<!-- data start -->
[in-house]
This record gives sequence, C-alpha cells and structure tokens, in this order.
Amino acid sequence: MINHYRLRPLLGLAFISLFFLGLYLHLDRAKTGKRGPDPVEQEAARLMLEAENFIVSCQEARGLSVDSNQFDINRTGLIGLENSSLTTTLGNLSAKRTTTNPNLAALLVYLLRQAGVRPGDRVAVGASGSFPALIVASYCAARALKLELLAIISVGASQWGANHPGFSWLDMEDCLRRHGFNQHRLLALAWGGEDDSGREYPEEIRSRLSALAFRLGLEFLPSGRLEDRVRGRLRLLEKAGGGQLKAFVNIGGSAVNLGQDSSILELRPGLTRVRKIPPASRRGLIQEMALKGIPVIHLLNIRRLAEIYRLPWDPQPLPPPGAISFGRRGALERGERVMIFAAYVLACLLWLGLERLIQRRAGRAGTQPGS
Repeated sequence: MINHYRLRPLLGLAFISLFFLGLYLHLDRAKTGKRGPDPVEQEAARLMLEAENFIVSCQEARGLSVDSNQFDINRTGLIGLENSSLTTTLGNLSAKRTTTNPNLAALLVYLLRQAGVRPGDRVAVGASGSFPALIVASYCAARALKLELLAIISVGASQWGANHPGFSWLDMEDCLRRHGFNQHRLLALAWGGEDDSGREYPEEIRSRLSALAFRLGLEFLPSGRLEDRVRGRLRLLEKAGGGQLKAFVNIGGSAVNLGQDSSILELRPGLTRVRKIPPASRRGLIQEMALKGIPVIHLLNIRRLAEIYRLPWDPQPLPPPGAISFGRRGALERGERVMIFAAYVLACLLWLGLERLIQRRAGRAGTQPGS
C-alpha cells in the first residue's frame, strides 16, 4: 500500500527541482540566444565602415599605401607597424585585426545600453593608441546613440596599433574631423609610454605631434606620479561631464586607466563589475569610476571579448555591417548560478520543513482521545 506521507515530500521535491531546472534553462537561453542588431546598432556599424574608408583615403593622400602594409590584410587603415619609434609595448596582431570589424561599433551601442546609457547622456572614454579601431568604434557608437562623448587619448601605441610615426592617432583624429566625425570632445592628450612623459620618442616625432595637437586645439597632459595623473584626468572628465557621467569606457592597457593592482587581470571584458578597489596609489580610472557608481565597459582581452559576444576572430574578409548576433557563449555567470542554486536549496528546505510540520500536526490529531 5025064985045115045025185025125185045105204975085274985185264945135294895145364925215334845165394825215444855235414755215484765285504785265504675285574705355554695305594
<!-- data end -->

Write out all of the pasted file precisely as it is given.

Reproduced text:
[in-house]
This record gives sequence, C-alpha cells and structure tokens, in this order.
Amino acid sequence: MINHYRLRPLLGLAFISLFFLGLYLHLDRAKTGKRGPDPVEQEAARLMLEAENFIVSCQEARGLSVDSNQFDINRTGLIGLENSSLTTTLGNLSAKRTTTNPNLAALLVYLLRQAGVRPGDRVAVGASGSFPALIVASYCAARALKLELLAIISVGASQWGANHPGFSWLDMEDCLRRHGFNQHRLLALAWGGEDDSGREYPEEIRSRLSALAFRLGLEFLPSGRLEDRVRGRLRLLEKAGGGQLKAFVNIGGSAVNLGQDSSILELRPGLTRVRKIPPASRRGLIQEMALKGIPVIHLLNIRRLAEIYRLPWDPQPLPPPGAISFGRRGALERGERVMIFAAYVLACLLWLGLERLIQRRAGRAGTQPGS
Repeated sequence: MINHYRLRPLLGLAFISLFFLGLYLHLDRAKTGKRGPDPVEQEAARLMLEAENFIVSCQEARGLSVDSNQFDINRTGLIGLENSSLTTTLGNLSAKRTTTNPNLAALLVYLLRQAGVRPGDRVAVGASGSFPALIVASYCAARALKLELLAIISVGASQWGANHPGFSWLDMEDCLRRHGFNQHRLLALAWGGEDDSGREYPEEIRSRLSALAFRLGLEFLPSGRLEDRVRGRLRLLEKAGGGQLKAFVNIGGSAVNLGQDSSILELRPGLTRVRKIPPASRRGLIQEMALKGIPVIHLLNIRRLAEIYRLPWDPQPLPPPGAISFGRRGALERGERVMIFAAYVLACLLWLGLERLIQRRAGRAGTQPGS
C-alpha cells in the first residue's frame, strides 16, 4: 500500500527541482540566444565602415599605401607597424585585426545600453593608441546613440596599433574631423609610454605631434606620479561631464586607466563589475569610476571579448555591417548560478520543513482521545 506521507515530500521535491531546472534553462537561453542588431546598432556599424574608408583615403593622400602594409590584410587603415619609434609595448596582431570589424561599433551601442546609457547622456572614454579601431568604434557608437562623448587619448601605441610615426592617432583624429566625425570632445592628450612623459620618442616625432595637437586645439597632459595623473584626468572628465557621467569606457592597457593592482587581470571584458578597489596609489580610472557608481565597459582581452559576444576572430574578409548576433557563449555567470542554486536549496528546505510540520500536526490529531 5025064985045115045025185025125185045105204975085274985185264945135294895145364925215334845165394825215444855235414755215484765285504785265504675285574705355554695305594